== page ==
The city government must provide better services and a more responsive youth program that will strengthen efforts to sustain Baguio’s competence as a center of quality education.
The overall goal is for the city to produce graduates in all levels who will be well-trained for responsible citizenship, who will be morally conscious, and who will be capable for business, industry and the professions.
This was voiced out by retired Philippine National Police Director Benjamin Magalong, who pointed out that we should focus on the upgrade of facilities and faculties, and the expansion of existing scholarship grants to deserving students.
“We should propagate the Alternative Learning System, encourage Technical and Vocational studies, and allot more scholarships for the financially challenged,” he said.
“To empower the youth, our younger generation’s development programs must strive to make our children morally responsible and better prepared for adulthood. Development should focus on leadership skills training, sports, and other diverse alternative programs. Our youth must be encouraged to participate in anti-crime, anti-drug, and anti-juvenile delinquency activities. Facilities should be established as youth convergence centers,” Magalong stressed.
He explained that in order to enliven culture, arts and crafts, full government support should be extended to our partners in the arts, culture, and the creative sector befitting the city’s latest title as the only Philippine city in the elite United Nations Creative City Network. There will be constant engagement and active involvement with this sector to encourage appropriate activities meant to enliven the cultural scene and strengthen harmonizing efforts of varied indigenous and traditional cultural practices.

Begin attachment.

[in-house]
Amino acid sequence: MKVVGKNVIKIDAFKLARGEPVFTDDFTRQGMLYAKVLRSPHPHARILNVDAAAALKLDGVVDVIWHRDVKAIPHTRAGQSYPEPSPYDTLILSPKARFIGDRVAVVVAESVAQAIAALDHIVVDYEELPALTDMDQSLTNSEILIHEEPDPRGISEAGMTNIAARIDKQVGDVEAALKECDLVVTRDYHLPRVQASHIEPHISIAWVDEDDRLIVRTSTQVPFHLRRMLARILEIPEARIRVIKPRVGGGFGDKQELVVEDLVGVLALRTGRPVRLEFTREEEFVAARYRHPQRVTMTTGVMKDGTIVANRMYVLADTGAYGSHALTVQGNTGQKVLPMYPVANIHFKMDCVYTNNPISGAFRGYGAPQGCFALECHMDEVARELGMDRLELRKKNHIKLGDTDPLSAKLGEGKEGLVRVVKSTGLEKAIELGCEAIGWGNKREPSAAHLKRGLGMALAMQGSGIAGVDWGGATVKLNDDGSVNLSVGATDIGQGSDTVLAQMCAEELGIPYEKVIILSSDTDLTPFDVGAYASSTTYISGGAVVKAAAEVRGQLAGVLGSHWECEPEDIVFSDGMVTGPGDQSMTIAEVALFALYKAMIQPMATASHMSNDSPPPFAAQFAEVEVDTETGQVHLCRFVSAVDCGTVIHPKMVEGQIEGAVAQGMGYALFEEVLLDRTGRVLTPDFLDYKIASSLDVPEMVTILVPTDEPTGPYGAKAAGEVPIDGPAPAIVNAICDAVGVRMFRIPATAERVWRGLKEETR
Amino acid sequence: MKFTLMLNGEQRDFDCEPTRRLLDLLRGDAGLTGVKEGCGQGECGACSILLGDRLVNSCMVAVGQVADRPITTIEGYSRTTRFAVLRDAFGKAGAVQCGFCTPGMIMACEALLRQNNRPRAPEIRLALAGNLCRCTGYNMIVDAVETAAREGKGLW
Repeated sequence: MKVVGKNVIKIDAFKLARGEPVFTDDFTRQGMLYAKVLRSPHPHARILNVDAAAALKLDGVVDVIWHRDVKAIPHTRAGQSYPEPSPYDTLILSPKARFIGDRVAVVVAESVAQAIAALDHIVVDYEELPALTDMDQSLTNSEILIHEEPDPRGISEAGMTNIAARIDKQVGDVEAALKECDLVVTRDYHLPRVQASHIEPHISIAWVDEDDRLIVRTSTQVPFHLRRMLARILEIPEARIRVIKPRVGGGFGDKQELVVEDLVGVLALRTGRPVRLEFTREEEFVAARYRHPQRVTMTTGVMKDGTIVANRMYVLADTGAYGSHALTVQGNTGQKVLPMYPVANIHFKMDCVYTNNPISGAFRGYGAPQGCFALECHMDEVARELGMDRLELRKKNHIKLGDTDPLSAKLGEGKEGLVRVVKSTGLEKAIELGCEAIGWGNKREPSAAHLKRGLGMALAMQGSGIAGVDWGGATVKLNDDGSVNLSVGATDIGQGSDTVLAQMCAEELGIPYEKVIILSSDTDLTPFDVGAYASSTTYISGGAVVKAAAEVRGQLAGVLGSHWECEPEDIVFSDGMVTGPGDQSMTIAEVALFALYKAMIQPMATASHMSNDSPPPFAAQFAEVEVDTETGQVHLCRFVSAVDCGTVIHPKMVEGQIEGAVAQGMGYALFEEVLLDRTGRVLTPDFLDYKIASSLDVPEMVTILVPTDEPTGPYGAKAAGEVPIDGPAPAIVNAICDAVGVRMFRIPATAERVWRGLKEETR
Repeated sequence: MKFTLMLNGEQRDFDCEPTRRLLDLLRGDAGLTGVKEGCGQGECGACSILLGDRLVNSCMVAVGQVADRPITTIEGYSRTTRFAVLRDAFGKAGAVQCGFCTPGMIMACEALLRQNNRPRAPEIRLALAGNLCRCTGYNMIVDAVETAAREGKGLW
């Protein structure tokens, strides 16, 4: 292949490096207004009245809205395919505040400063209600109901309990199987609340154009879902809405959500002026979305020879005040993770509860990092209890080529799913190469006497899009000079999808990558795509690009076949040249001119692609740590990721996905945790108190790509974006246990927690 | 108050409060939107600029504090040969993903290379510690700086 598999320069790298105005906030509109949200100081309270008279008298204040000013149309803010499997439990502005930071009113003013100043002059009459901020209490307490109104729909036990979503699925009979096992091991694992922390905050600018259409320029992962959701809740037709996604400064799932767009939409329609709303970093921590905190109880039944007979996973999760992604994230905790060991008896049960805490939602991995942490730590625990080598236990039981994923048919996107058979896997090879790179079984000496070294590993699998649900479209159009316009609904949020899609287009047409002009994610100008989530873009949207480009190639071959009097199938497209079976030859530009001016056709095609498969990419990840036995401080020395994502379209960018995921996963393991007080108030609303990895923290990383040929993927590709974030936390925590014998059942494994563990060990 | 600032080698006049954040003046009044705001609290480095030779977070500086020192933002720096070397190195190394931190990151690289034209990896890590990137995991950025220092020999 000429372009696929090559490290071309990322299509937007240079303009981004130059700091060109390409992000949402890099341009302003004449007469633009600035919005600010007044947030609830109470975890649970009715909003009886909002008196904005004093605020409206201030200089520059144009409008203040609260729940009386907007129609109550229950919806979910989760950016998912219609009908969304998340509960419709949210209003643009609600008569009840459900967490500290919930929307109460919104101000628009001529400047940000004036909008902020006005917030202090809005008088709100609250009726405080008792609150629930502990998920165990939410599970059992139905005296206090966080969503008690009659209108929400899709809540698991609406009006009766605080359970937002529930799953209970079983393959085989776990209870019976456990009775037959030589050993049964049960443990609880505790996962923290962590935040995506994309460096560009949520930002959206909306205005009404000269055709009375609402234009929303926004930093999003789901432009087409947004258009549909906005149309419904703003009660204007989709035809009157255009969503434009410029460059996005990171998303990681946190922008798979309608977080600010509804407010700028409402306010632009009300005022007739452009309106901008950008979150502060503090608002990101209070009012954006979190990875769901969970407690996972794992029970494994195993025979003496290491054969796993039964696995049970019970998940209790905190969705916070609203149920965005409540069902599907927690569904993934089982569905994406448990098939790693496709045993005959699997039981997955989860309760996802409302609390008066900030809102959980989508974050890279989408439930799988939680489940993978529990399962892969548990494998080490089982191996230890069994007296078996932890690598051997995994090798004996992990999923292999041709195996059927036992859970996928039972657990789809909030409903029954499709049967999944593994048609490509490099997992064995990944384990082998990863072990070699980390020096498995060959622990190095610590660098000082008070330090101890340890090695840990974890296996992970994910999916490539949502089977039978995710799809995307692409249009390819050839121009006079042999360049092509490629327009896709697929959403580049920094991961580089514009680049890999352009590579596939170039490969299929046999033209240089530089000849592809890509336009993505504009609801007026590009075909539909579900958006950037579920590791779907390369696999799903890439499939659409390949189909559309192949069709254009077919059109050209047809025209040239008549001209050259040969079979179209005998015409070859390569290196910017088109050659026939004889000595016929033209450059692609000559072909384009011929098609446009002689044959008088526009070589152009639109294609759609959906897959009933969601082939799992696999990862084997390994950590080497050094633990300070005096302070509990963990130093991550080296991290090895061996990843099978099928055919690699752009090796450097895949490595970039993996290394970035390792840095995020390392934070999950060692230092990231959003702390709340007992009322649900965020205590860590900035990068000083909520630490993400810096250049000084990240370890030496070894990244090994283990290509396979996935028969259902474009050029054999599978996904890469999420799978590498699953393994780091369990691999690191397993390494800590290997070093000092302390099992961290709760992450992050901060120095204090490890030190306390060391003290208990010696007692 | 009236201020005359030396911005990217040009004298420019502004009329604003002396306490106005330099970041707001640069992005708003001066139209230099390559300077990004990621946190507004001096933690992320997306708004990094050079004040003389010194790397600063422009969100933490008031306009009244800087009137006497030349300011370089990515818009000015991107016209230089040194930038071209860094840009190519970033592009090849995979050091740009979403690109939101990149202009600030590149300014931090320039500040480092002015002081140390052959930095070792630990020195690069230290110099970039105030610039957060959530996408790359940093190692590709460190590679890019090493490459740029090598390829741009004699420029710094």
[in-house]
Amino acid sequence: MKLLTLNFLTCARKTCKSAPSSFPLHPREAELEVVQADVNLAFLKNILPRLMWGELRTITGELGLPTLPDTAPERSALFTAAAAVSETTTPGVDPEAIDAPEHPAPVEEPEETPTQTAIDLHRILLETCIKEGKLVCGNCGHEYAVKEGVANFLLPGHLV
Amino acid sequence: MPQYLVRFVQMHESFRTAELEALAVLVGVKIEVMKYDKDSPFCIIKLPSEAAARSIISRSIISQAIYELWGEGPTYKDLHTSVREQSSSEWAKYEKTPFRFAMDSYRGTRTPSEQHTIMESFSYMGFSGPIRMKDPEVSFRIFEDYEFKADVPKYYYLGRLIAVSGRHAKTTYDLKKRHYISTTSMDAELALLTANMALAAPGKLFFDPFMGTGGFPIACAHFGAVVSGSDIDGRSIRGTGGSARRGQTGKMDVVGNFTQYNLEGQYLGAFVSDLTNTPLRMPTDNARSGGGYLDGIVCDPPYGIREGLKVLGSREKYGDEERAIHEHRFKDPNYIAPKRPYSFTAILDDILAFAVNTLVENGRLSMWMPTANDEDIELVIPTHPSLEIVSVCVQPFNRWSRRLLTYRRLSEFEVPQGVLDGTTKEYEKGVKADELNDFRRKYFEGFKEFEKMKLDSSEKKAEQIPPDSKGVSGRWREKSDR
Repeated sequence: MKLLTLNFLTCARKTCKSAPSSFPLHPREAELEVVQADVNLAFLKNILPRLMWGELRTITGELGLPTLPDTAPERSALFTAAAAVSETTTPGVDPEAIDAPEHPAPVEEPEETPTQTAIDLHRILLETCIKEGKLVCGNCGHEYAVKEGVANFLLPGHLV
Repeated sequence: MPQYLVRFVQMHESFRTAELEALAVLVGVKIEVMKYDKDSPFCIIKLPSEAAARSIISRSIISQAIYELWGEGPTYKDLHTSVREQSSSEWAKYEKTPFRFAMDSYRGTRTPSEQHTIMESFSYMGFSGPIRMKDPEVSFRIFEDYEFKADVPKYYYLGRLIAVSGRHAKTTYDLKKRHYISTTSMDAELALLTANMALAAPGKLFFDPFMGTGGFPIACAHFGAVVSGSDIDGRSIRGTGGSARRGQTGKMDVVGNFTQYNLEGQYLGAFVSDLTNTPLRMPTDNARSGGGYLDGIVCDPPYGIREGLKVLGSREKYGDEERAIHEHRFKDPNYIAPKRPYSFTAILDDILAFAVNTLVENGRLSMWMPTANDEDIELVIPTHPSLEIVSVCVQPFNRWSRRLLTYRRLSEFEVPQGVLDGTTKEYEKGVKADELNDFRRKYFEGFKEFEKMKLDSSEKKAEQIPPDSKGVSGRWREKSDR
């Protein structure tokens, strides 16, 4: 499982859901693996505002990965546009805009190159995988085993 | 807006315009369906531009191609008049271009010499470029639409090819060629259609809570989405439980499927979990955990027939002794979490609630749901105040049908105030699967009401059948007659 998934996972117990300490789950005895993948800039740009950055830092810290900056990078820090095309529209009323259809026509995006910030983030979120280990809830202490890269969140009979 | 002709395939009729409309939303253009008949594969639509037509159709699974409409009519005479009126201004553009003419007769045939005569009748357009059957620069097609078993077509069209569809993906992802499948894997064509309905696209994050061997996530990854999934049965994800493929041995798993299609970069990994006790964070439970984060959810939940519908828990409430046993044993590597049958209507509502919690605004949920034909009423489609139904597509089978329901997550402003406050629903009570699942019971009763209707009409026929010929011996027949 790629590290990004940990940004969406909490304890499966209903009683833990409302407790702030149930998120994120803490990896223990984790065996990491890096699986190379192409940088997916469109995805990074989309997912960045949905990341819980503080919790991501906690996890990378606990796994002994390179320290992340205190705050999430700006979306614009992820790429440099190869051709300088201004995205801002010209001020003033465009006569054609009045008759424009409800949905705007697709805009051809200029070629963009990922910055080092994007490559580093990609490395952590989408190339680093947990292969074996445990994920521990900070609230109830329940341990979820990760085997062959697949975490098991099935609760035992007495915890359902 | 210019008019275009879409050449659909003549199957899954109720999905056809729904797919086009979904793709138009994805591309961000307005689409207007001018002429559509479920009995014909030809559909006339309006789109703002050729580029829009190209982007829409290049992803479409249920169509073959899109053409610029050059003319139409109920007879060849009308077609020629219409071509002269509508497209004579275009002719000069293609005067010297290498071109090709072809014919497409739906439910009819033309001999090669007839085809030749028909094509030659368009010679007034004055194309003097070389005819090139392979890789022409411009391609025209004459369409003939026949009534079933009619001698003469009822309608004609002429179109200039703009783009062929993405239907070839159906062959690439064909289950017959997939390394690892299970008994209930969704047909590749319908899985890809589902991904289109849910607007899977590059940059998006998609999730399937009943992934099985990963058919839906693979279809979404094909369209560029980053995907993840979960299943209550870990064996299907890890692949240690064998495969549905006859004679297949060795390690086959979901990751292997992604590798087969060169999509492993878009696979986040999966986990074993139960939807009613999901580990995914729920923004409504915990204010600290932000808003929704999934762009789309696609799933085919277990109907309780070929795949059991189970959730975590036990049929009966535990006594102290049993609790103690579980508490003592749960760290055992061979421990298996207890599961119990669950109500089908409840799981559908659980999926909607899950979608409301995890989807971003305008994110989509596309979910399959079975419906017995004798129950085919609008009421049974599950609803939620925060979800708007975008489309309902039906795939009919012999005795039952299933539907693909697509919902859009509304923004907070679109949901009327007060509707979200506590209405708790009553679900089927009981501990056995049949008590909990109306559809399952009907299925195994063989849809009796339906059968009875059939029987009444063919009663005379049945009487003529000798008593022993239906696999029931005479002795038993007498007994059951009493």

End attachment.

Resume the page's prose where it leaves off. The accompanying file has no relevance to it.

“Admittedly, these core-ideas are initiating principles that may well serve to generate more ideas for greater consensus
with the populace. No man or woman has exclusive monopoly of the good things to state by way of solemn covenant. Agenda preparation is always a work in progress”, Magalong said.
“To speed up government action, services must be made accessible, available, and affordable to the people. We must do away with policies that make our people wait in long lines just to be served, or told to return in vain for follow-up. We must make our constituents feel and experience government service at its finest,” he continued.
Magalong, although of Pangasinense ancestry, was born and raised in Baguio City. He studied in St. Louis Laboratory Elementary and High Schools before joining the Philippine Military Academy where he graduated as Magna Cum Laude in 1982.
He retired from the Philippine National Police after 38 years and 8 months of active service on December 15,
2016 as PNP Deputy Chief for Operations. Before that, he served as regional director of the Police Regional Office Cordillera, as head of the PNP Criminal Investigation and Detection Group and as chairman of the PNP Board of Inquiry which investigated the Mamasapano massacre.
After graduating from the FBI National Academy, he also served as chairman of the PNP Transformation Program, chief of staff of the Philippine Drug Enforcement Agency, and as commander of the PNP Special Action Force.
During his tour of duty, Magalong was conferred the Distinguished Service Star, the PNP Gold Cross, 15 Outstanding Achievement Awards, 166 Military and PNP Achievement and Merit Medals for his combat and law enforcement accomplishments.